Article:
Water Water Everywhere (excerpt from Coordinating Chaos)

Water Water Everywhere (excerpt from Coordinating Chaos)

“Did you know that 76% of Americans are functioning in a chronic state of dehydration? True. It’s common to hear that water is essential for your health. But why? Water is your body’s principal chemical component and makes up about 60 percent of your body weight. Your body depends on water to survive, so by depriving our body of the water it needs, we are not allowing it to function at its full ability. Which, of course, can lead to all kinds of issues. Drinking enough water is one of the most important things you can do for your body.

Quickly, here are a few benefits of drinking enough water:

  • It lubricates the joints cartilage, found in joints and the disks of the spine, which contains around 80 percent water. If you are dehydrated for a longer period of time, it can reduce the joints’ shock-absorbing ability, leading to joint pain and inflammation.
  •  It forms saliva and mucus saliva, which helps us digest our food and keeps the mouth, nose, and eyes moist. This prevents friction and damage. Drinking water also keeps the mouth clean. Consumed instead of sweetened beverages, it can also help reduce tooth decay.
  • It delivers oxygen throughout the body. Blood is more than 90 percent water, and blood carries oxygen to different parts of the body.
  •  It boosts skin health and elasticity.  With dehydration, the skin can become more vulnerable to skin disorders and premature wrinkling.
  • It cushions the brain, spinal cord, and other sensitive tissues. Dehydration can affect brain structure and function. Hydration is also involved in the production of hormones and neurotransmitters. So, prolonged dehydration can lead to problems with thinking and reasoning.
  • It regulates body temperature. Some scientists have suggested that when there is too little water in the body, heat storage increases and the individual is less able to tolerate heat strain. Having sufficient water in the body may reduce physical strain if heat stress occurs during exercise.
  • The digestive system depends on it. Dehydration can lead to digestive problems and an overly acidic stomach. This increases the risk of heartburn and stomach ulcers.
  • The bowel needs water to work properly. Dehydration can cause constipation. Hydration flushes out body waste and toxins through the processes of sweating and removal of urine and feces.
  • It helps maintain blood pressure. A lack of water can cause blood to become thicker, increasing blood pressure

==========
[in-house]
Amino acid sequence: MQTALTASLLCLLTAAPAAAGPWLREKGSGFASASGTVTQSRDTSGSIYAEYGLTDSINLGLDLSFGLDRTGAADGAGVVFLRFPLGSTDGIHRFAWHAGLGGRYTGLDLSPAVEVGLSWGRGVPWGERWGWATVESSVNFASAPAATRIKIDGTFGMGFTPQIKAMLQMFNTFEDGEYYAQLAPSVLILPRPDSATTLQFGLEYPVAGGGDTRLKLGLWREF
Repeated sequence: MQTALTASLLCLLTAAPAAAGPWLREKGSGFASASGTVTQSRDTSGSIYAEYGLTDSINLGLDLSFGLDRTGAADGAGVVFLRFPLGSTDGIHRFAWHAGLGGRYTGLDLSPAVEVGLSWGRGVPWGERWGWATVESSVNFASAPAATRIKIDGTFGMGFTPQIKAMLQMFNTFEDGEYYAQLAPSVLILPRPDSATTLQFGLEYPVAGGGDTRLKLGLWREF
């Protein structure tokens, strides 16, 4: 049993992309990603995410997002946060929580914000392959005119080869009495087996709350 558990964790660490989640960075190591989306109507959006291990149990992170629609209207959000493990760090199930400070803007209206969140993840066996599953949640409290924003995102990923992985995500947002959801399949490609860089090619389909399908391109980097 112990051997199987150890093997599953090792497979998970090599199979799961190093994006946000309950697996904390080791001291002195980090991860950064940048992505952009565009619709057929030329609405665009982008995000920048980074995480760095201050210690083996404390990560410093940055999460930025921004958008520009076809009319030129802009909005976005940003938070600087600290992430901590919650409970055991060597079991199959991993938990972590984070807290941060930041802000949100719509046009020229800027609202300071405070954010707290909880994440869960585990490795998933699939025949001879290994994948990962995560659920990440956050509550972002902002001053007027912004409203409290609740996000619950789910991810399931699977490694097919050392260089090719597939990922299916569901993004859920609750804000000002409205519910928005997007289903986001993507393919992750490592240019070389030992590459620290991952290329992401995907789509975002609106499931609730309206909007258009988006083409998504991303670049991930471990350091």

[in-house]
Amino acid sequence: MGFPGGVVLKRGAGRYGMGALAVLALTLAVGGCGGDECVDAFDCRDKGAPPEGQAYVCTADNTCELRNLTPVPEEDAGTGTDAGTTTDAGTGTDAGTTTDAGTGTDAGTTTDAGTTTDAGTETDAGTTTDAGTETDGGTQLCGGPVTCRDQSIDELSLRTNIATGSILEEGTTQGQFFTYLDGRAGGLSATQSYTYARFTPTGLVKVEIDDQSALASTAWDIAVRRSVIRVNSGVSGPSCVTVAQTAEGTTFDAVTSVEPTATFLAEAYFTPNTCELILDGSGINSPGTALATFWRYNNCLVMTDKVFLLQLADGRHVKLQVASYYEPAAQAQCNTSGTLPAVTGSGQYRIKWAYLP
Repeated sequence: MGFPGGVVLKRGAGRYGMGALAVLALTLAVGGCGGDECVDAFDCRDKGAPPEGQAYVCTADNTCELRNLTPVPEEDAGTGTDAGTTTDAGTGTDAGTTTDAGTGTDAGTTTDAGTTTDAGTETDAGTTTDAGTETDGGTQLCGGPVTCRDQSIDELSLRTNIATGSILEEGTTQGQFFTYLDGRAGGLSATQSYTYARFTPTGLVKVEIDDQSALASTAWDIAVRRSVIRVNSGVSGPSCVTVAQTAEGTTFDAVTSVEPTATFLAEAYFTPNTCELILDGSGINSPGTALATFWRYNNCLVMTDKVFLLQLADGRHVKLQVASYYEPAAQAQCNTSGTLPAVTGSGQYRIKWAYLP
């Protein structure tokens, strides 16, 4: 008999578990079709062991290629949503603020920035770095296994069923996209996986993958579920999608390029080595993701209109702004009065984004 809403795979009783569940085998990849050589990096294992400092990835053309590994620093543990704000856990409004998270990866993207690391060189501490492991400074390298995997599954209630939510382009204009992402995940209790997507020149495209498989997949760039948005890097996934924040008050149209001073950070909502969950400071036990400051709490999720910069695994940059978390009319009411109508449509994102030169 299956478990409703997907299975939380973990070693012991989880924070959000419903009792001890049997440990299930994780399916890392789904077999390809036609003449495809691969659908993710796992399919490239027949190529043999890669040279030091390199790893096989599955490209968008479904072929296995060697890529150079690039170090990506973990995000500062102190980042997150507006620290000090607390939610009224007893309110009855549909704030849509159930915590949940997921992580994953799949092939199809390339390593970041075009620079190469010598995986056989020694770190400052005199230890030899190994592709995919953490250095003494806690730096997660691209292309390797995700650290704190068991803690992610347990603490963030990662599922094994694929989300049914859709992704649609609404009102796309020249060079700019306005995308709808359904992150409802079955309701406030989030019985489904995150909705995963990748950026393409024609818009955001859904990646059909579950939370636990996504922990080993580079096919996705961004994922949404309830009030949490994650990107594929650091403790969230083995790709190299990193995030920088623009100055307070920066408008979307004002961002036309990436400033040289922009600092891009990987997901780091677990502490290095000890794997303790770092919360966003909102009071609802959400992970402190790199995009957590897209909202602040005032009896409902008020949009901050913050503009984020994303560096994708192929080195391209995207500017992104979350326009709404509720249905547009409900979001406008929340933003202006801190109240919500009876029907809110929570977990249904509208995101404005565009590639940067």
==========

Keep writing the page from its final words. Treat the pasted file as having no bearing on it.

• The airways need it. When dehydrated, airways are restricted by the body in an effort to minimize water loss. This can make asthma and allergies worse.
  • It makes minerals and nutrients accessible. These dissolve in water which makes it possible for them to reach different parts of the body.
  •  It prevents kidney damage. The kidneys regulate fluid in the body. Insufficient water can lead to kidney stones and other problems.
  • It boosts performance during exercise. Some scientists have proposed that consuming more water might enhance performance during strenuous activity. More water is needed when you are exercising to prevent dehydration because you are losing so much through sweat.
  • Water may also help with weight loss, if it is consumed instead of sweetened juices and sodas. “Preloading” with water before meals can help prevent overeating by creating a sense of fullness.

So the benefits of being hydrated are massive and it’s clear to see what an impact getting enough water can have on your entire body. But, how much water do you need each day? It’s a simple question with a lot of different answers. You’ve probably heard the advice, “Drink eight 8-ounce glasses of water a day.” That’s easy to remember, and it’s a reasonable goal. But depending on activity level and weight, that might not be enough. According to holistic nutritionists, the formula for deciding on how much water you need can be even simpler than that – just take your body weight in pounds and divide it in half. That is a good estimate of how much water you should drink in ounces each day. For example, if you weigh 160 pounds, you should drink 80 ounces of water.

Remembering, though, is another issue. I am so busy each day that a lot of the time, I will look up and 3 hours have already passed by – I didn’t remember to make lunch for myself let alone keep track of how much water I drank. What I do to keep me on track – is fill up a giant water bottle in the beginning of the day. It is marked with how many ounces AND a time of the day. So not only does it help me keep track of what I’ve drunk, it also motivates me to keep on going. If it’s 1pm, and my water level is still at 10am – I know I gotta step it up.

I also hear often in my coaching, “But I don’t like water.” Well first, get over it. You need it. So suck it up, buttercup. (Literally, suck it up, use a straw if it makes it easier to get all that water down. I pour my big jug of water into a cup with a straw and ice, because that makes it easier for me.) But also, if you really do have a hard time with water, mix it up a little bit. Try flavored sparkling waters like La Croix or Bubblys. Add fruit to your water for flavor. Drink iced tea with no caffeine. With all of these choices, you are still getting your water intake but it might make it a little yummier, and a little more fun. A small caveat – artificial sweeteners, while ‘zero’ calories, are artificial still. So stay away from those types of additives – they aren’t doing your health any good.

Whatever works for you, find a system so that you can make sure you are staying hydrated and helping your body function as efficiently as it can, so that you can do everything you need to do in your busy-mama-day.”

Check out the rest in my book Coordinating Chaos!